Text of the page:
Bank of Cass Countv Gering & Co.
Kroehler Bros.
Coates D. G. Co.
State Bank
First Nat'l Bank
Plattsmouth Tele
phone Co.
John Hall
McMaken & Sons
Steam Laundry
Peter Goos
F. M. Richey
Nemetz & Co.
V. T. Kuncl
Ed Donat
I. B. Ebersole
Jesse Perry
Gas Co.
Lorenz Bros.
E. G. Dovey & Son
Kunzman & Ramge
August Gorder
Bach & Co.
J. V. Egenberger
J. Iverson
Dr. Barnes
Frank Benfer
F. G. Egenberger
A. T. Wilson
Ja?ob Falter
Oh, No, Net Much.
The Lincoln Journal: Somebody asked
Governor Sheldon the other day what
it cost him in money to be governor.
He laughed good naturedly and said
that Ft didn't make any difference, for
he had taken the office with the entire
knowlege that he would lose money by
it. It is gossip around the capital that
the average governor will spend his
salary and just about as much again
every year while he is in office. If it
were the custom for the governors of
Nebraska to entertain liberally, give up
the street cars and ride in their own
carriages and do other things in the
style that seems necessary in some
states, the cost of holding the office
would be from seven to ten thousand
dollars a year.
Will Visit on the Coast.
Miss Laura Kinkaid came home Sun
day evening from Lincoln, where she
has been teaching during the past year
and will visit with her parents for
the present. About the 25th of the
present month Miss Kinkaid will de
part for Los Angeles and spend a
considerable time during the present
summer on the Pacific coast, visit
ing at Los Angeles, San Francisco,
Tacoma, Portland and Sceatle. She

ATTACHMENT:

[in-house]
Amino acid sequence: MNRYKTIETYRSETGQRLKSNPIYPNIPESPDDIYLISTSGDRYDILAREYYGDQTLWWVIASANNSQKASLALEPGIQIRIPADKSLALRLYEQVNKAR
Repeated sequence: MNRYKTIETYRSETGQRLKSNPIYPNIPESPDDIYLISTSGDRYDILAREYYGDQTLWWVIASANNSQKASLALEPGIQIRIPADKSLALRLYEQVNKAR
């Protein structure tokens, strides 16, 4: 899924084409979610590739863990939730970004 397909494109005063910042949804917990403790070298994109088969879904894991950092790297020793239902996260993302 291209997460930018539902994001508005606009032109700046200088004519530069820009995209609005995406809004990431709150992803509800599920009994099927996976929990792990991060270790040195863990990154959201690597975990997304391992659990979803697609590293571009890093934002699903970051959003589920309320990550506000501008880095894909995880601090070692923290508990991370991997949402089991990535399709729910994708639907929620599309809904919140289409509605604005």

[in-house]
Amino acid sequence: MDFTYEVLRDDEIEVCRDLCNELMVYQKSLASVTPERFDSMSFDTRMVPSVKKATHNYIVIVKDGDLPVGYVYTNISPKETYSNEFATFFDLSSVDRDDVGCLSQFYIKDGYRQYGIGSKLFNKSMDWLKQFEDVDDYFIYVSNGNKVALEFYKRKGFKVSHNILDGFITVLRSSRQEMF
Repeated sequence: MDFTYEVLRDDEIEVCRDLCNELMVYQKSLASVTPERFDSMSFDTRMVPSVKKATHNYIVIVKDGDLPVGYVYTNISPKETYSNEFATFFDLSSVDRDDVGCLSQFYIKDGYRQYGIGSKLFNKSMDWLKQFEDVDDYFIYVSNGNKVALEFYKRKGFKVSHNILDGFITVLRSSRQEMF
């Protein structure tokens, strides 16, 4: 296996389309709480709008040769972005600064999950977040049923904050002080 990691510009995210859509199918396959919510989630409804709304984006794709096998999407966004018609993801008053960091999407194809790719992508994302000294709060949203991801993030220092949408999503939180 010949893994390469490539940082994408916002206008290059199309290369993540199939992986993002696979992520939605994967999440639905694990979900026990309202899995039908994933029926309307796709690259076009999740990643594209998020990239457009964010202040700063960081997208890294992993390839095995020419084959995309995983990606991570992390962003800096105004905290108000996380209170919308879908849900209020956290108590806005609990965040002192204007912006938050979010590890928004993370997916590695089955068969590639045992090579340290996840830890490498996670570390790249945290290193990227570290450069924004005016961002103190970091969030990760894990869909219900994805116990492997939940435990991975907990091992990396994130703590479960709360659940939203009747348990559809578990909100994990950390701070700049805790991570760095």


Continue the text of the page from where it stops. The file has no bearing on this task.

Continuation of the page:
will be gone for some time. While at
Portland she will visit her brother,
Ralph Kinkaid, who is now in business
Will Reside in Nebraska Cify.
W. H. Mark, who is one of the lead
ing farmers of southern Cass county,
was in town today and informs us that
he contemplates moving to this city soon
and making his home here. He is of
the opinion that there is too much hard
work on the farm, so he will come to
this city to live. He is the right sort of
an individual that Nebraska City would
welcome. Nebraska City News.
If "The Peerless" Ever Had a Show to Win
it is at This Election.
(The Financial World, May 30.)
Mr. W. J. Bryan made quite a hit by his speech before the Banker's club of
Chicago. Before all Mr. Bryan was anxious to impress the bankers with the
fact that he was no socialist. He classified himself as an "individualist," who
does not want to see the government engaged in any business which could be
better by individuals.
What he advocated before the bankers and to which republicans will bardly
object, was absolute security for depositors, a criminal penalty clause to the
national banking law which forbids the loaning of more than 10 per cent of the
capital and surplus to one person, and an emergency currency to be issued by
the government and not the bank3. These policies of Mr. Bryan cannot be
called financial heresies. They are very conservative considering that they
come from a man upon whom the bankers usually look as a socialist and a fire
eater. Especially does Mr. Bryan lay strength on the depositors guarantee
stating that whenever a bank fails, it was not due to misfortune and panic, but
to the misuse of funds by those on the inside and that between the 20,000
banks and their 15,000,000 depositors he prefers to side with the latter and to
insist that the banks should offer security to those who entrust them with
their money.
The bankers had expected quite a rampant demagogue and were surprised at
the moderation and conservatism of the
democrats, who, if nominated, will his
than before, made stronger through the
Roosevelt which Mr. Bryan calls his policies. He will be found stronger for the
support he will receive from that wing of the democratic party which once
called itself the "safe and sure democracy," and with a few exceptions is now
with him. He will have an enormous labor vote, drawn into the demor ratic
ranks by the failure of congress to legislate on the injunction question, which is
a thorn in the flesh of labor. He will profit by those republicans who don't ap
prove of Rooseveltism and look upon the present tendency to centralism and
paternalism as a danger to the republic. He will profit by the many .short
comings of the present congress, by the fruits of the panic and by the dissen
sions inside the republican party. If he